A mounting body of scientific evidence points to the suggestion that the more you exercise as a young adult, the better your brain will work when you’re older. For example, a recent study published in Academy of Neurology found that young adults with higher cardiovascular fitness levels performed better on cognitive tests 25 years later compared to those who were less fit. Furthermore, a 2013 Journal of Strength and Conditioning Research study found that six weeks of agility training improved attention and memory among military personnel compared to their traditional military physical training.
While these and other studies had participants perform thinking tasks, a new Neurobiology of Aging study was the first to use MRI tests to get same-day measurements of artery health and cognition. And as the results show, artery health and cognition go hand-in-hand.
Researchers at the University of Montreal first tested the physical fitness of 31 young adults and 54 older adults using an exercise-until-exhaustion test. Then, within the next month, the researchers did MRI scans of the adults’ brains as they performed a cognitive exam called the Stroop test (say the ink color of a word printed in a different color and other brain tasks) in addition to examining the arteries of the brain.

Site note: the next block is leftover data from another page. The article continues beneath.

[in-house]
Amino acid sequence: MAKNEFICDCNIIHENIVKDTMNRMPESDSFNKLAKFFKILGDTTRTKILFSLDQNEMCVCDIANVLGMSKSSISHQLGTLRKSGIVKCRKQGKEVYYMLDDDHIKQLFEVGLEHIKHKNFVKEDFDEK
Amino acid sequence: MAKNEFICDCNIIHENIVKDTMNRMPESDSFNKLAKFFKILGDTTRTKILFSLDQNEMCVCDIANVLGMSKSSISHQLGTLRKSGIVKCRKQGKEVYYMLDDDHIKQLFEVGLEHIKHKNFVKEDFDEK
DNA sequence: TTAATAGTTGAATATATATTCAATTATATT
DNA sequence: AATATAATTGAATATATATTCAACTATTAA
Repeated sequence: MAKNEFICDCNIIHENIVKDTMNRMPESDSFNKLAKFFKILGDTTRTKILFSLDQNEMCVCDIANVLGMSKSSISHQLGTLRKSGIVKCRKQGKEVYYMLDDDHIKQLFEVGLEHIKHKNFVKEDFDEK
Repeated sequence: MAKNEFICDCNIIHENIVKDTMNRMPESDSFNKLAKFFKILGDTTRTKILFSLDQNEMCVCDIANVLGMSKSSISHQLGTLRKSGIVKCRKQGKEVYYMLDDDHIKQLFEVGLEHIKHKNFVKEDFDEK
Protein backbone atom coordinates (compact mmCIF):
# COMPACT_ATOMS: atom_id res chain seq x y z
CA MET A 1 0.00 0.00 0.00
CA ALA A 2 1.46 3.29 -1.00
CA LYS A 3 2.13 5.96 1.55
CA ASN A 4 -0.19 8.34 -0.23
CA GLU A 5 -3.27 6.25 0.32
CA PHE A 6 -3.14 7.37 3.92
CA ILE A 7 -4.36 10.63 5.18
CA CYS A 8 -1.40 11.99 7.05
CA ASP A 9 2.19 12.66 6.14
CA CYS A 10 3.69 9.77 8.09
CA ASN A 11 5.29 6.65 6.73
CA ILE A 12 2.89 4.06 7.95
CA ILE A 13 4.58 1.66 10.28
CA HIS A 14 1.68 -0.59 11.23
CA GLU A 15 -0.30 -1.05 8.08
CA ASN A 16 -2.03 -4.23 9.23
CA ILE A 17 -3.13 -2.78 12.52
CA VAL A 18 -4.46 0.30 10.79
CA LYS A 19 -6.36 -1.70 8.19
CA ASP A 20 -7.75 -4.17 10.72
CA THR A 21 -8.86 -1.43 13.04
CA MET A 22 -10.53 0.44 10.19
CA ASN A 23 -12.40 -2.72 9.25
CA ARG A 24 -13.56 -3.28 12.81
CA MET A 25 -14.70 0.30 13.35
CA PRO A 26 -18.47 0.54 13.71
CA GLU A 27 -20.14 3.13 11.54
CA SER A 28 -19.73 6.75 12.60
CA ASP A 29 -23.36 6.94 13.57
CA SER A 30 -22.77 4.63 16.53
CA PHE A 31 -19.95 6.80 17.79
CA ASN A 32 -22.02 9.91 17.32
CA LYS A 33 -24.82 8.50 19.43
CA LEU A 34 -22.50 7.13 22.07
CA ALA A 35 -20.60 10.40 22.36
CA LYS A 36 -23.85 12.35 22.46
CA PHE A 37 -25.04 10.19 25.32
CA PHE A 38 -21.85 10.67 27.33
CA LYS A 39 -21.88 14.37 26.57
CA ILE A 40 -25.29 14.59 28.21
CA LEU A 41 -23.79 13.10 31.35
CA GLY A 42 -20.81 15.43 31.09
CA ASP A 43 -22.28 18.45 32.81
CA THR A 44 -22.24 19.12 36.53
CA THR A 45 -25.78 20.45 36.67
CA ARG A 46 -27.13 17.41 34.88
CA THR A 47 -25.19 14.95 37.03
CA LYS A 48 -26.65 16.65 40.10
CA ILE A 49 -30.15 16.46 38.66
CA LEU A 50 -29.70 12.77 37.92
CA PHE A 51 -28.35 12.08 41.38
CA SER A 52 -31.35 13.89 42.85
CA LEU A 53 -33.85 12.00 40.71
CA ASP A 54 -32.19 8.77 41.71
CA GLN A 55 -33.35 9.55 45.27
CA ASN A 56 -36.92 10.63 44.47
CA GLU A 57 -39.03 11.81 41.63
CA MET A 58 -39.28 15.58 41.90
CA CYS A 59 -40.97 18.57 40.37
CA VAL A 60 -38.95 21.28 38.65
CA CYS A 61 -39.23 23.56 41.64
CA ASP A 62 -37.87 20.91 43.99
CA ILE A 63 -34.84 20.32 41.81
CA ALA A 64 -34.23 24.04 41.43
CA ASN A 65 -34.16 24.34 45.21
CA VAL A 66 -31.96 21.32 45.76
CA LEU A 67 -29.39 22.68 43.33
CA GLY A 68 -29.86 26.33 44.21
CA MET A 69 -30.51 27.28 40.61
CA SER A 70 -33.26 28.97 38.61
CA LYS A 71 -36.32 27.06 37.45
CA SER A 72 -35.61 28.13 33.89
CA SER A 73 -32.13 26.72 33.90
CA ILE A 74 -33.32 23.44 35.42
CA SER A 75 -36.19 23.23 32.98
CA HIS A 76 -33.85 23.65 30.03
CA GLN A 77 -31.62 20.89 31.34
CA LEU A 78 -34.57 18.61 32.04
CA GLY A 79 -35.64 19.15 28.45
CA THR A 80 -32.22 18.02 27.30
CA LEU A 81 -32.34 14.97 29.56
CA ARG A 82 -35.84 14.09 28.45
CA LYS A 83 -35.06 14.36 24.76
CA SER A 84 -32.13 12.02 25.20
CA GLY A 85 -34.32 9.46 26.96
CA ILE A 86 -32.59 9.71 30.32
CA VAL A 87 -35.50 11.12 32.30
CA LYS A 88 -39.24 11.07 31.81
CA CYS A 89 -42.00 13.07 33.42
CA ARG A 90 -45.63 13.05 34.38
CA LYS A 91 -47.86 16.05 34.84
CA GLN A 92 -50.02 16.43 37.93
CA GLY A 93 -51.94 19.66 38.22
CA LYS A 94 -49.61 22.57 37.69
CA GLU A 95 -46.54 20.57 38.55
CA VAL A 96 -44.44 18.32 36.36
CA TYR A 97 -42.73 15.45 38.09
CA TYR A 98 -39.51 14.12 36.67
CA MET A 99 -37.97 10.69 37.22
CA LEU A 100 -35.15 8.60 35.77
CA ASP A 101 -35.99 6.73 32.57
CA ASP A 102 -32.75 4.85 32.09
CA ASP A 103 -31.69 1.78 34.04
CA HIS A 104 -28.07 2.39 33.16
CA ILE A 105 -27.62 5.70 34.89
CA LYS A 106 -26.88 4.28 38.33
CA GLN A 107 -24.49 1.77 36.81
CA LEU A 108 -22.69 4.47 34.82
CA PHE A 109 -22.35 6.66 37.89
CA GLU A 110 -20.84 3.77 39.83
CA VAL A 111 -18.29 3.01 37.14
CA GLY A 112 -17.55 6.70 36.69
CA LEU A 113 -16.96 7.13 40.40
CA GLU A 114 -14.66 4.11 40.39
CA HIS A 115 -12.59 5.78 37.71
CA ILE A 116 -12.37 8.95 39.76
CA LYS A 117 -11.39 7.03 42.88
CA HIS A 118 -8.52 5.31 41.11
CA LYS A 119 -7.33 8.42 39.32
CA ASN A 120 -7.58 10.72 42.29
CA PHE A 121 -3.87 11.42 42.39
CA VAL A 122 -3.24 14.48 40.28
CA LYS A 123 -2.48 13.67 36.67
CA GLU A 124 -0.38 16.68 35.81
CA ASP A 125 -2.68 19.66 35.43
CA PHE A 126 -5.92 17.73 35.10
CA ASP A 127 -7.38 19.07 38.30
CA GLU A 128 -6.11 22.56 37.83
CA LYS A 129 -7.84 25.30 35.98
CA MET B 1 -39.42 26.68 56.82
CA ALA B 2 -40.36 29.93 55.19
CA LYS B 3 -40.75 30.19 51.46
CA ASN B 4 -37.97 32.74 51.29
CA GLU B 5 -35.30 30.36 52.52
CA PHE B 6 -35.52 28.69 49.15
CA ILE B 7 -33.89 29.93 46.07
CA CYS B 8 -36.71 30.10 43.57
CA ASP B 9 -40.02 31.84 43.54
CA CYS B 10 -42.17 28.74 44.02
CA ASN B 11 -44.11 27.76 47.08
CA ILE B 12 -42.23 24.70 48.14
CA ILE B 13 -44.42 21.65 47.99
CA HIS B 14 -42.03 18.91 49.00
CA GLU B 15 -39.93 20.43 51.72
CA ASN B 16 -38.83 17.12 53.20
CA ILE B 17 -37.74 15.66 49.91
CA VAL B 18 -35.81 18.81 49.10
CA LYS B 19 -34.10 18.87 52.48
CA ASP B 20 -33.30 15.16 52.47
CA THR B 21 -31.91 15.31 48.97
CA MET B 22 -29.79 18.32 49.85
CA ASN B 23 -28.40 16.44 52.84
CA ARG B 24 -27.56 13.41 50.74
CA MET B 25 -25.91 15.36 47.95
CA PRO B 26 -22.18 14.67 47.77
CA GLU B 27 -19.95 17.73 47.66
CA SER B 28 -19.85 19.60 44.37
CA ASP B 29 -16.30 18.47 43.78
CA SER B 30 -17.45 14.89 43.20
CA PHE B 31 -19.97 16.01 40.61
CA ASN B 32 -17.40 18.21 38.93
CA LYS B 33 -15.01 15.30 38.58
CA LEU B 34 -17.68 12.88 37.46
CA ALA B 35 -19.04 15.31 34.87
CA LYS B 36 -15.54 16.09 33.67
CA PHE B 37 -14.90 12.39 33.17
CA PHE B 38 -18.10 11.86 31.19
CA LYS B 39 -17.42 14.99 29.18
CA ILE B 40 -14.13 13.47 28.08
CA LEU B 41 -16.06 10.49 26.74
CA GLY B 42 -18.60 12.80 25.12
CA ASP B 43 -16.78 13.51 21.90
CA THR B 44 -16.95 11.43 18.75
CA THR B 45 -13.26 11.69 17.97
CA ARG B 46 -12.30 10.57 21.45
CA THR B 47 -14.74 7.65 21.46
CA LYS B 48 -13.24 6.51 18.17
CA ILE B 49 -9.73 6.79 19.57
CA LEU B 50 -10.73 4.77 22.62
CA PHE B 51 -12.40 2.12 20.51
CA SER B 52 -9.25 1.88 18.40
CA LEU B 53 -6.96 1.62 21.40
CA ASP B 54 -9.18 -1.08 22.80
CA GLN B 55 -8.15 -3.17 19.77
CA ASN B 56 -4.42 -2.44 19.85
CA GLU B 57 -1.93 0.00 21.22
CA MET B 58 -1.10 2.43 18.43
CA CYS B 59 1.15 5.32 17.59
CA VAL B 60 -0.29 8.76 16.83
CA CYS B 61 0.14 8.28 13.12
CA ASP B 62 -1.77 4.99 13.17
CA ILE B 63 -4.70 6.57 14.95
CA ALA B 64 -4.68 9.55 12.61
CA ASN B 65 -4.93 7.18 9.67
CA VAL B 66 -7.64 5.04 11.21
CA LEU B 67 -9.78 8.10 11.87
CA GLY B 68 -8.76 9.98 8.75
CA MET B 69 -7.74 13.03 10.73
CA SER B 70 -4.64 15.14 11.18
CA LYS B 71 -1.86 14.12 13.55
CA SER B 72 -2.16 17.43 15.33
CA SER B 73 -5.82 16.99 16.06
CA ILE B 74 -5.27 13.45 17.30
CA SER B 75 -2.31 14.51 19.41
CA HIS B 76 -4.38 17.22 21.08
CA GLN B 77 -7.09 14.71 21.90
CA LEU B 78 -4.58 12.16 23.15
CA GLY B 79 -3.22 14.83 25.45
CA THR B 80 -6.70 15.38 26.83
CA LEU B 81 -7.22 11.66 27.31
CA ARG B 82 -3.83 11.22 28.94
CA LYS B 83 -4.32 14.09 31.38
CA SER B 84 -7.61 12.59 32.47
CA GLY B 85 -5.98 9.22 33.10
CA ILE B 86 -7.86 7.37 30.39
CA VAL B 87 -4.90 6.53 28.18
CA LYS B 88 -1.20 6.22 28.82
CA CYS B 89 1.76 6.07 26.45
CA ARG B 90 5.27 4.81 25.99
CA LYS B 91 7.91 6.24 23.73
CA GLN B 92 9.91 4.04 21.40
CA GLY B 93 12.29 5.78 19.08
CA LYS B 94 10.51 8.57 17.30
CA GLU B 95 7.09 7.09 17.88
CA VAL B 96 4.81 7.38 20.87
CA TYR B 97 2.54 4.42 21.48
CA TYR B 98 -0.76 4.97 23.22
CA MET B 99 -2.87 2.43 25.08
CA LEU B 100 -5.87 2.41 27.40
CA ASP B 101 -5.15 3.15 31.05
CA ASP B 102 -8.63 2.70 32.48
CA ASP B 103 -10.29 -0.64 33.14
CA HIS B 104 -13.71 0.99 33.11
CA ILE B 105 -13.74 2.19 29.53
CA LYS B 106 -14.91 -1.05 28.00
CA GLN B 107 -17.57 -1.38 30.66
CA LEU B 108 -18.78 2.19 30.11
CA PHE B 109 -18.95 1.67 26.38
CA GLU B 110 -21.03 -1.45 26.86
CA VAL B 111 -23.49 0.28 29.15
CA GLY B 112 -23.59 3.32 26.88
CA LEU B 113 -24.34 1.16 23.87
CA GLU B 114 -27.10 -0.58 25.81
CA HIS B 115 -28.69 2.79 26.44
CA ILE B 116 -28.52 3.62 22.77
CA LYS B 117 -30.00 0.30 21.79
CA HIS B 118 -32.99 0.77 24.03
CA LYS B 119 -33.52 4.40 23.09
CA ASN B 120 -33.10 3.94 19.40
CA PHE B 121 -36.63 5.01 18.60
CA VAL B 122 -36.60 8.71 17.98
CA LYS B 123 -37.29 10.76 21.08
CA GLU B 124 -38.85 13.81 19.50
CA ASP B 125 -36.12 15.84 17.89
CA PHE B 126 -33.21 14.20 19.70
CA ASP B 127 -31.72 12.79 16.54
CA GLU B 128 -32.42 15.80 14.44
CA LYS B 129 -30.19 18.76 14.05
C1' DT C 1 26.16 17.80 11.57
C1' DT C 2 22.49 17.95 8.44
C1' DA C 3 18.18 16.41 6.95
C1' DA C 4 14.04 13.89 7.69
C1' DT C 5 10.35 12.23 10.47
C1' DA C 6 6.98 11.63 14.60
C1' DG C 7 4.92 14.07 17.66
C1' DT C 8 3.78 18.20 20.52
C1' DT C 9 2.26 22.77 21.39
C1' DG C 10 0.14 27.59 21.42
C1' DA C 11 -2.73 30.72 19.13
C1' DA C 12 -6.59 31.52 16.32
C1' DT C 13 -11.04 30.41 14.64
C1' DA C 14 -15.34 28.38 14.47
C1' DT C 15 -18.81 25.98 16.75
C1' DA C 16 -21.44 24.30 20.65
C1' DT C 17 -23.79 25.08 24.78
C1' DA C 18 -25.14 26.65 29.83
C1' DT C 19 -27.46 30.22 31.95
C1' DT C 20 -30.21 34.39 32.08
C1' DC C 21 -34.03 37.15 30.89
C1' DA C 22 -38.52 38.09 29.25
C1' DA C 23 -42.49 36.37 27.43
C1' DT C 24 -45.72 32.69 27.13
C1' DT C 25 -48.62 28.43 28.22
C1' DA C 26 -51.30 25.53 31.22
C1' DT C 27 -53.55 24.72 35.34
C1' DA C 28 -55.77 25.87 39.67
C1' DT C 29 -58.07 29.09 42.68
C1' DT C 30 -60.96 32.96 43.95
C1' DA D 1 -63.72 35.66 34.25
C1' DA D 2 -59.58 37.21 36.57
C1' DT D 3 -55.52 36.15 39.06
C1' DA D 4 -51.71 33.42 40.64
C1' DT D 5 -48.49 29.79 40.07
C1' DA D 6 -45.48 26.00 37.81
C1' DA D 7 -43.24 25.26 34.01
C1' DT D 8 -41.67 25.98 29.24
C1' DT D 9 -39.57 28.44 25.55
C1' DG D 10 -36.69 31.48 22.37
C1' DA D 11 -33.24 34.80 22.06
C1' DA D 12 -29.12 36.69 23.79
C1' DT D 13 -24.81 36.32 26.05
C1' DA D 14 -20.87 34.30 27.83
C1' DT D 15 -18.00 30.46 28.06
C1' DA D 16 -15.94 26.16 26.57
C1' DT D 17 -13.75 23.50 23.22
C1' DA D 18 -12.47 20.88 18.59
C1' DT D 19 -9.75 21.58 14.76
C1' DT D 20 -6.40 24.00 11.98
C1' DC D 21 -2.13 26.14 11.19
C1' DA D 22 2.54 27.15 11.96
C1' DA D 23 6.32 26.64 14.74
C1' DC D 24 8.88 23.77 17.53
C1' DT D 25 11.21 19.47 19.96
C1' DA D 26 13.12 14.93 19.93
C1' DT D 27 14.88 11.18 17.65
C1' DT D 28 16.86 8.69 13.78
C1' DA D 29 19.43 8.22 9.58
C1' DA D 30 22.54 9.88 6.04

The study found that not only did older adults have slower times on the Stroop test compared to younger people, but also within the older group, those who had faster times had less stiff arteries and better cardiovascular fitness (VO2max). Overall, the older group had lower VO2max compared to the younger group. A decline in vascular health as we age ultimately leads to cognitive decline and cardiovascular exercise is a way to mediate these vascular changes and improve cognitive health, the researchers concluded.
It’s never too late to start exercising, and now knowing that cardio can help keep your brain young, you've got no excuse.
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